Publication Date


Document Type

Masters Thesis


School for Social Work


Bullying in the workplace, Mental health personnel, Mental health facilities-Employees, Workplace bullying, Workplace abuse, Workplace harassment, Occupational bullying


Numerous forms of aggression in the workplace have been systematically studied in recent years; however, there is a gap in the literature with regards to the mental health field. The present study used a mixed method approach to examine the impact of workplace bullying on mental health professionals (n=48). Data were collected using an anonymous online survey containing The Negative Acts Questionnaire (NAQ), a standardized measure of workplace bullying. The NAQ assessed frequency of exposure to bullying behaviors during the previous six months while multiple choice questions and comment/essay boxes obtained further information about participants' experiences with bullying, perceptions of the problem, characteristics of targets and perpetrators, and the personal and professional impacts of negative workplace dynamics. The major findings were that many professionals in the mental health field were exposed to or witnessed negative acts in their workplaces during the past six months and over the course of their working lives. Of further significance was participants' unwillingness to self-identify as being targets of workplace bullying, despite reporting repeated exposure to negative behaviors. These conflicting responses suggest that mental health professionals who persistently encounter negativity at work may not perceive their experiences as fitting into the construct of "bullying," or they may be unwilling to categorize themselves as being victims.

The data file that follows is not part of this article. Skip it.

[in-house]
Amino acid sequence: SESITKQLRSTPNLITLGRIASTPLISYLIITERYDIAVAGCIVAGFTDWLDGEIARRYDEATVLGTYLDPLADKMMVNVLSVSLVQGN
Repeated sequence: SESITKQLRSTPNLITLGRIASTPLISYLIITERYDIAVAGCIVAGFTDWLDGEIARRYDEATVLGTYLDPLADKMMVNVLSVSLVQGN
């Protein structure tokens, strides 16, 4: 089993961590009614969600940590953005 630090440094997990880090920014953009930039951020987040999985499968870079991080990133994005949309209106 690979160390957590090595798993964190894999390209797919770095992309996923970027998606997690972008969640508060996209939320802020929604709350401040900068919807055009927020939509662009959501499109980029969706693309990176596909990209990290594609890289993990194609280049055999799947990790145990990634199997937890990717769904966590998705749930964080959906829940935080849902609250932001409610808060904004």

v, 112 p. : col. ill. Thesis (M.S.W.)-Smith College School for Social Work, Northampton, Mass., 2010. Includes bibliographical references (p. 49-51)